Desires for an additional child in developing countries: the role of son preference
The paper considers role of son preference in formation of desires to have an additional child in countries of South and Central Asia, Middle East, North Africa and Balkans. Although son preference has been shown to influence actual fertility and to be present in fertility ideals in many of those countries, no systematic cross-country study of its influence on desires for the next child yet exists. Discovering the role of son preference in shaping these desires is important because they are highly predictive for actual fertility behavior. At the same time, there are reasons to assume that for desires concerning the next child son preference effects can be observed in a less distorted way than they are observable for actual parity progressions. Using Demographic and Health Surveys administered between 2010 and 2020, the relationship between number of living sons to desires concerning the next child was studied with the help of linear probability models for women from 13 countries of the selected regions. The analysis was applied to women having at least one living child and gave three main results. First, the desire to have another child showed a regular negative relation to having at least one living son. Second, son preference also regularly affected desires concerning timing of the next child bearing, as the desire to have the next child within the nearest two years was more probable among women without a living son in most of the countries. The third result, unlike the first two, has indicated considerable cross-country differences. In some countries desires for the next child were weaker associated with son preference in those groups of women in whose families less pronounced gender asymmetries were expected (urban women, highly educated women and women employed outside their household). In other countries, however, effects of son preference did not differ significantly across these groups, contrary to expectation. Possible explanations of these cross-country differences are discussed.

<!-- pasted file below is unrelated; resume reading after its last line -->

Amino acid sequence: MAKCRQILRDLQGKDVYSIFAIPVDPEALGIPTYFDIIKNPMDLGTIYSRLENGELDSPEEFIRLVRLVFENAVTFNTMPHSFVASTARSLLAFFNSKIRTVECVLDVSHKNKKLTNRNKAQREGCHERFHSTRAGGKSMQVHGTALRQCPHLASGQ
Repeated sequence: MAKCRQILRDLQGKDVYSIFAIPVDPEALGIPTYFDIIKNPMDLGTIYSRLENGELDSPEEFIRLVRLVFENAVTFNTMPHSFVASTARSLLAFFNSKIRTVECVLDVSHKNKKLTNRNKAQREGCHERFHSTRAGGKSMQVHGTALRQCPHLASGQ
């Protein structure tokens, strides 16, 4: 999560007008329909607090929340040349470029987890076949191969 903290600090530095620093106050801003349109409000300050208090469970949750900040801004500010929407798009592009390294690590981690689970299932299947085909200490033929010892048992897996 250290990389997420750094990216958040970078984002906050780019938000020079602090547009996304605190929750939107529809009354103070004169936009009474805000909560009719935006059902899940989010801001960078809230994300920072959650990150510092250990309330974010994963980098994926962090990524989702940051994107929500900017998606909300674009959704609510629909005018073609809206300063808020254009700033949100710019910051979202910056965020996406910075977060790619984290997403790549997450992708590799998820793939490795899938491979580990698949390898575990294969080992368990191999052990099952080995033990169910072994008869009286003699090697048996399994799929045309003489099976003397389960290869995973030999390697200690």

Original titleDesires for an additional child in developing countries: the role of son preference
Affiliation (institution of first SU-affiliated author)
- 310 Sociologiska institutionen | Department of Sociology